In my last column, I gave a few starting hints if you decide you want to save seeds from trees this fall. This week, I have a few more pointers and one precaution.

If you are storing the seeds indoors, you should make sure the seeds do not dry out. During the period of refrigeration, moisture can be maintained by placing some peat moss inside the jar or bag. The moss should be moist, but not overly wet. Check periodically to insure that the moisture level maintains a proper balance. The best temperature is around 36 degrees. Slightly higher temperatures may be acceptable, but a longer time period will be needed to satisfy dormancy requirements.

When you plant the seed, it is best to plant directly where you want the plant to grow, thus avoiding transplanting. However, some people may prefer to start the plants in a nursery setting, where you may be able to give the plants a better start. An example would be the case where the soil at the final plant location might not be the best.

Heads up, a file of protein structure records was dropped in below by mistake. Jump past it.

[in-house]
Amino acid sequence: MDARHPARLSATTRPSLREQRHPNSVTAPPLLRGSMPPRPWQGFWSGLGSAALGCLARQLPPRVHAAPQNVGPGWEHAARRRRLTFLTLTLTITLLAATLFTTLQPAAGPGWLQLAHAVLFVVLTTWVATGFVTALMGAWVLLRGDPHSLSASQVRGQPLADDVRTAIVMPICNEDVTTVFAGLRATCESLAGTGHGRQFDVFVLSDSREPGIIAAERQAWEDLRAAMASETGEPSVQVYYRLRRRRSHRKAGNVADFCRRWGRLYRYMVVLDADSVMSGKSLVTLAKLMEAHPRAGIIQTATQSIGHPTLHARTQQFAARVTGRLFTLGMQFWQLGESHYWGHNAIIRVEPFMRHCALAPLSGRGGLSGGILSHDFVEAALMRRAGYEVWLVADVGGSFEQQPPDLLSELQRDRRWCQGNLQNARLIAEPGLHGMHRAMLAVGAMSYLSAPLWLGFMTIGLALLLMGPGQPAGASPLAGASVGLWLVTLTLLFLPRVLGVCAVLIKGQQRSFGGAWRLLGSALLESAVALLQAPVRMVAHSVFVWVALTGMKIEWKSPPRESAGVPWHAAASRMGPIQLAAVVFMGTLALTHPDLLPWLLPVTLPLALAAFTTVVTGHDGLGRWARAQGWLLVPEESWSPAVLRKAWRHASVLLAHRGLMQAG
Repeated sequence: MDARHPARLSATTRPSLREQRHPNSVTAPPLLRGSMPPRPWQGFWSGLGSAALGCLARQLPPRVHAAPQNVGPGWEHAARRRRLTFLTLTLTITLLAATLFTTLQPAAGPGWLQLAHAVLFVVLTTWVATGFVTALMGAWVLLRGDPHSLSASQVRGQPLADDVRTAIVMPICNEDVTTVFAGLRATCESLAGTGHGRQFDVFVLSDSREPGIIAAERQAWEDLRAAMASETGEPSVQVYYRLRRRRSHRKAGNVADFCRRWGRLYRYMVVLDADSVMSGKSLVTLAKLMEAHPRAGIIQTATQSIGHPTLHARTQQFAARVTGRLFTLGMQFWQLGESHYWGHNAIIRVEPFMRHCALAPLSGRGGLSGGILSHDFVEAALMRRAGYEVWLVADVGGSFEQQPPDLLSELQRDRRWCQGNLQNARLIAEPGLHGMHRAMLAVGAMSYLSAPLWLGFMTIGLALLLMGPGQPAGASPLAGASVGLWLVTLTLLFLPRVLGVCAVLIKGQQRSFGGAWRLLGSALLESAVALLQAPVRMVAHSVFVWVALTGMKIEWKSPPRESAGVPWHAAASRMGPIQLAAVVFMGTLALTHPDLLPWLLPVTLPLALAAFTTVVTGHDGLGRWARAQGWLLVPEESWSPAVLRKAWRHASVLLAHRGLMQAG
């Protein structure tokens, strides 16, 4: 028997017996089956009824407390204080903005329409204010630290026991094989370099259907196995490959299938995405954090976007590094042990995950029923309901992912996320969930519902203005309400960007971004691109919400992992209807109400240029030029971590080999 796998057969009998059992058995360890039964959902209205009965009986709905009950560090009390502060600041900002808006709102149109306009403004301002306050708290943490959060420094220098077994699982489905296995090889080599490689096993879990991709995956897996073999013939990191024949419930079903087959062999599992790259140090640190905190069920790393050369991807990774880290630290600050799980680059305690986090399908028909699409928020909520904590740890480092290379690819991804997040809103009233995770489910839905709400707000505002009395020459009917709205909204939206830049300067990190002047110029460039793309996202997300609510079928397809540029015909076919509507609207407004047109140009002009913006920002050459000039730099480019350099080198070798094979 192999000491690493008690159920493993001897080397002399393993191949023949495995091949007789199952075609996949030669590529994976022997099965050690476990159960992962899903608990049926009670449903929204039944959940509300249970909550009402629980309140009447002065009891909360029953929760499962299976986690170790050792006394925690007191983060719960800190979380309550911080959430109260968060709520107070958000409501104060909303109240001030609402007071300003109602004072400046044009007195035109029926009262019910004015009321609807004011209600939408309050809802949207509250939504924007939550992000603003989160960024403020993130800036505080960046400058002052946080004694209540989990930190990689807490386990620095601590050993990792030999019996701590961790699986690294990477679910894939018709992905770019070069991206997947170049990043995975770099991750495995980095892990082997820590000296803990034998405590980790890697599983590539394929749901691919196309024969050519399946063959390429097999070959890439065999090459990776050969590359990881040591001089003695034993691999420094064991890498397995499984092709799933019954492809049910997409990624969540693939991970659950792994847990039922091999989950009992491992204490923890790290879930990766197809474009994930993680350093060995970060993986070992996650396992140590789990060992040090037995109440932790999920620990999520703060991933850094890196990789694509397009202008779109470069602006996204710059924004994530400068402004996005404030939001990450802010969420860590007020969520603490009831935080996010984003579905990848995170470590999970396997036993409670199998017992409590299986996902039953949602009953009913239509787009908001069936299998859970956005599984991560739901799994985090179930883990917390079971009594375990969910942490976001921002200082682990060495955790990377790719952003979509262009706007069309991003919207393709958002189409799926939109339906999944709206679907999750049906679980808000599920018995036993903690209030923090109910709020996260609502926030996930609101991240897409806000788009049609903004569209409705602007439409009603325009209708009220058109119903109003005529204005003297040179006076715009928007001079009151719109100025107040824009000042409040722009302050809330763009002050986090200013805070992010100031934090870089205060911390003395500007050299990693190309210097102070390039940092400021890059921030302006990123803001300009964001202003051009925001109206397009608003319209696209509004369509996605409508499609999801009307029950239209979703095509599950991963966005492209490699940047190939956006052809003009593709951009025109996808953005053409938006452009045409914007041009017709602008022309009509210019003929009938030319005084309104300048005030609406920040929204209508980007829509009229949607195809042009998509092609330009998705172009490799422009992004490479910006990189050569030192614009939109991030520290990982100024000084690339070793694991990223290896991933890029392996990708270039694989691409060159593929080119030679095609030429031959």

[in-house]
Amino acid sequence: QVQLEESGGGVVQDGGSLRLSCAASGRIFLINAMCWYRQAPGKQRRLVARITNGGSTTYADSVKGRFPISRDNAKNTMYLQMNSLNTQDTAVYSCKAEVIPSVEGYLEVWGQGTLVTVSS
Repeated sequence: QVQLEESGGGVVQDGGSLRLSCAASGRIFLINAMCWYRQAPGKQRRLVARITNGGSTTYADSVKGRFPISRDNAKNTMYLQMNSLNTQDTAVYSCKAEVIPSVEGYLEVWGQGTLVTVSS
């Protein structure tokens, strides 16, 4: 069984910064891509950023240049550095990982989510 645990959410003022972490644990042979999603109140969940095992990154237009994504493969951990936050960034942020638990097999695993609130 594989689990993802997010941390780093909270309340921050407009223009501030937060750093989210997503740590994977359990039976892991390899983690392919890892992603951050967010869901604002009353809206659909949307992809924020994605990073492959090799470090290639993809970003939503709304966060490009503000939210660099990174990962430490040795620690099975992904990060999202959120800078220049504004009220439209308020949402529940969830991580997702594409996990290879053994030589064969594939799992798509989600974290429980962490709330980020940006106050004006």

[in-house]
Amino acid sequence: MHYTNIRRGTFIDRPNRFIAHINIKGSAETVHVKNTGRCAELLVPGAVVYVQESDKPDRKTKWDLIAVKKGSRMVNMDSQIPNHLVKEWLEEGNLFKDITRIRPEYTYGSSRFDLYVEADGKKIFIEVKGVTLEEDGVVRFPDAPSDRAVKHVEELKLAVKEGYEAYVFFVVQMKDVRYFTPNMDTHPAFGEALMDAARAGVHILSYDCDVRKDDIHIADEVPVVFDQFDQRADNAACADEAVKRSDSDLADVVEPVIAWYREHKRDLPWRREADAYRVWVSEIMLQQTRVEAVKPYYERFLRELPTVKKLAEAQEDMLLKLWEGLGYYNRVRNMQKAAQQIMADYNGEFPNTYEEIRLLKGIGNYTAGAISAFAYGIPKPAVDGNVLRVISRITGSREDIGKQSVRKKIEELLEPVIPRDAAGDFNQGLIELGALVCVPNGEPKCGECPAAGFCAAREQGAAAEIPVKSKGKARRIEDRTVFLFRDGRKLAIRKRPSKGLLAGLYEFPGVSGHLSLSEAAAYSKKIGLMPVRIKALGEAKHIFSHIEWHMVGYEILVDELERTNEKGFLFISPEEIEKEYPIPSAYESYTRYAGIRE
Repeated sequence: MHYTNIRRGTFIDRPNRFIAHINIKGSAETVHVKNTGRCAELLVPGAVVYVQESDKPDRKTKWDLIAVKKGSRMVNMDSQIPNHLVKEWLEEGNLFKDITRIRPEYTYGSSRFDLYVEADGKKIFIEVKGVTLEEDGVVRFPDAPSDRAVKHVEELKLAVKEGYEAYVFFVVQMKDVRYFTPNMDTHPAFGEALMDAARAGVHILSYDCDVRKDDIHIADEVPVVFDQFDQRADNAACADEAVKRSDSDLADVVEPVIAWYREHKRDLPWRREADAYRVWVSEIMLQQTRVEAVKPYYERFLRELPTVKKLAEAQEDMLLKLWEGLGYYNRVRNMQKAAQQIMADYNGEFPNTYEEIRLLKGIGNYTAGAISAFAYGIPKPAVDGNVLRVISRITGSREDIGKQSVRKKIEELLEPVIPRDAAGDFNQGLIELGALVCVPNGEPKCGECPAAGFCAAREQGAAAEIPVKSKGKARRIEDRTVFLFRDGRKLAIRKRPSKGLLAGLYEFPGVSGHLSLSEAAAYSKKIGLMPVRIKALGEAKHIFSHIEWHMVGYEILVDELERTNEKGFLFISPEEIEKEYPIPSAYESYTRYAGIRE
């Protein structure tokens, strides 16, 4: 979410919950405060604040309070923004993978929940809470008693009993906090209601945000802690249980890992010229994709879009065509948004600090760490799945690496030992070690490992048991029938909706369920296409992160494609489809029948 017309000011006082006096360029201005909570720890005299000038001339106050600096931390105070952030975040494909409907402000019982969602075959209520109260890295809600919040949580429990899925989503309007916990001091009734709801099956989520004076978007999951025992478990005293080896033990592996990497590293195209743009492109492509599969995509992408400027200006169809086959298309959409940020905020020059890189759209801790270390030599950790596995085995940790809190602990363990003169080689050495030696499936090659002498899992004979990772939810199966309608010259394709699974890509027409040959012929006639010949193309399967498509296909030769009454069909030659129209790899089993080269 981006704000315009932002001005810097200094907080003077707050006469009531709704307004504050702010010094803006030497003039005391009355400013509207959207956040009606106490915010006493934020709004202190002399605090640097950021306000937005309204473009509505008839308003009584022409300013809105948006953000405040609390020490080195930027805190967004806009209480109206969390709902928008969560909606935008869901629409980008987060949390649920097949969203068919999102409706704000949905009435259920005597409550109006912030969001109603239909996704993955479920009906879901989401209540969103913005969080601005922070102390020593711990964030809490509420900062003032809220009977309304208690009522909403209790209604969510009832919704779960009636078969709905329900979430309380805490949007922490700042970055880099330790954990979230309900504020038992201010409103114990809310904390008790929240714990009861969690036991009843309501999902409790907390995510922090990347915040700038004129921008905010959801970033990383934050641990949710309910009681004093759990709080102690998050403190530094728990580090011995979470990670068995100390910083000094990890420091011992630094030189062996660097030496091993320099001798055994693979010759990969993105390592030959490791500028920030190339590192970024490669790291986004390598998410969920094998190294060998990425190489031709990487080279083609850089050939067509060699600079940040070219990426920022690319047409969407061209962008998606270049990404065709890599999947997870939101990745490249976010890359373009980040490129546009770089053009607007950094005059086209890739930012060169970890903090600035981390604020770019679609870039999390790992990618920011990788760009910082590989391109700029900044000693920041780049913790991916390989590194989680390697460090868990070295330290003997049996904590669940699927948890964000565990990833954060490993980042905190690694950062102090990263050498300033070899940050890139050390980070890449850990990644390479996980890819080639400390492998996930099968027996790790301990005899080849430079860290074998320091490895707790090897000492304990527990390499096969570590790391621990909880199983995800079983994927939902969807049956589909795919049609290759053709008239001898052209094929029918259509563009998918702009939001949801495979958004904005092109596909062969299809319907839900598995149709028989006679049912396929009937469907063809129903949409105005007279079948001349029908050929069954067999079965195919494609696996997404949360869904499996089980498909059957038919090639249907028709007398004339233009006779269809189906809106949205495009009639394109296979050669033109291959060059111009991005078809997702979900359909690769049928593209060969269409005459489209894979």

Generally, seeds do not have to be planted deeply. A good rule is to plant the seed about twice as deep as the seed’s largest dimension. If planting in the fall, a cover of mulch to protect the seeds from winter extremes is helpful. Also, you may want to protect the seed from foraging wildlife by placing a wire mesh or basket over the seed.

Some seeds have specific needs. Acorns are an example. To avoid weevil damage, soak the acorns in the water at 120 degrees for 30 minutes, to kill any weevils that may be inside. But be careful, since higher temperatures or longer times may kill the acorn as well. Other seeds may need to have their seed coat broken, so it pays to find out any specific requirements for the seed you want to plant.

One final caution: if you are saving seed from a particular variety of tree or shrub, you will probably be disappointed because the offspring plant may not resemble the parent plant. This is due to the nature of genetics and the formation of the seed embryo after the flower is pollinated. This is particularly true of fruit trees. If you have a “Golden Delicious”; apple tree and want another one, the only way to insure this is through vegetative propagation, i.e., grafting. Trees grown from seeds, in this case, won’t be true to type. You may get something similar, or something entirely different, depending on where the pollen came from that pollinated the flower.

Tim Baker is an Extension professional and field specialist in horticulture for the University of Missouri Extension.